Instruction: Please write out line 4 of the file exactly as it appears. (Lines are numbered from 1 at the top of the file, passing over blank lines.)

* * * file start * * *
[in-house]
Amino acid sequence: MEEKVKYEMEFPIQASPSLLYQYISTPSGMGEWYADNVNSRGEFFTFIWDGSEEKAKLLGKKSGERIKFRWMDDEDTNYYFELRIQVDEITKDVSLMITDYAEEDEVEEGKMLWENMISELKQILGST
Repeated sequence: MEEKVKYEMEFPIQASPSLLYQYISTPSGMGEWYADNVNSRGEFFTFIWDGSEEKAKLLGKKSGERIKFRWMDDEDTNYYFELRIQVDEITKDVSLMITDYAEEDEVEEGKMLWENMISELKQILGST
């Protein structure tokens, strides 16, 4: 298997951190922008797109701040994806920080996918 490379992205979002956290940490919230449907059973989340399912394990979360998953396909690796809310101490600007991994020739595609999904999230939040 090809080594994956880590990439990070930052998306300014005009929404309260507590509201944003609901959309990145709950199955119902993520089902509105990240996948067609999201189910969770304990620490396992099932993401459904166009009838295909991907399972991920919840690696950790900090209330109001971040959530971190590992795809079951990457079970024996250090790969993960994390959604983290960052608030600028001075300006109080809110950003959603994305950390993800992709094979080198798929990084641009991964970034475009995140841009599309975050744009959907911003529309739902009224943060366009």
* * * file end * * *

């Protein structure tokens, strides 16, 4: 298997951190922008797109701040994806920080996918 490379992205979002956290940490919230449907059973989340399912394990979360998953396909690796809310101490600007991994020739595609999904999230939040 090809080594994956880590990439990070930052998306300014005009929404309260507590509201944003609901959309990145709950199955119902993520089902509105990240996948067609999201189910969770304990620490396992099932993401459904166009009838295909991907399972991920919840690696950790900090209330109001971040959530971190590992795809079951990457079970024996250090790969993960994390959604983290960052608030600028001075300006109080809110950003959603994305950390993800992709094979080198798929990084641009991964970034475009995140841009599309975050744009959907911003529309739902009224943060366009």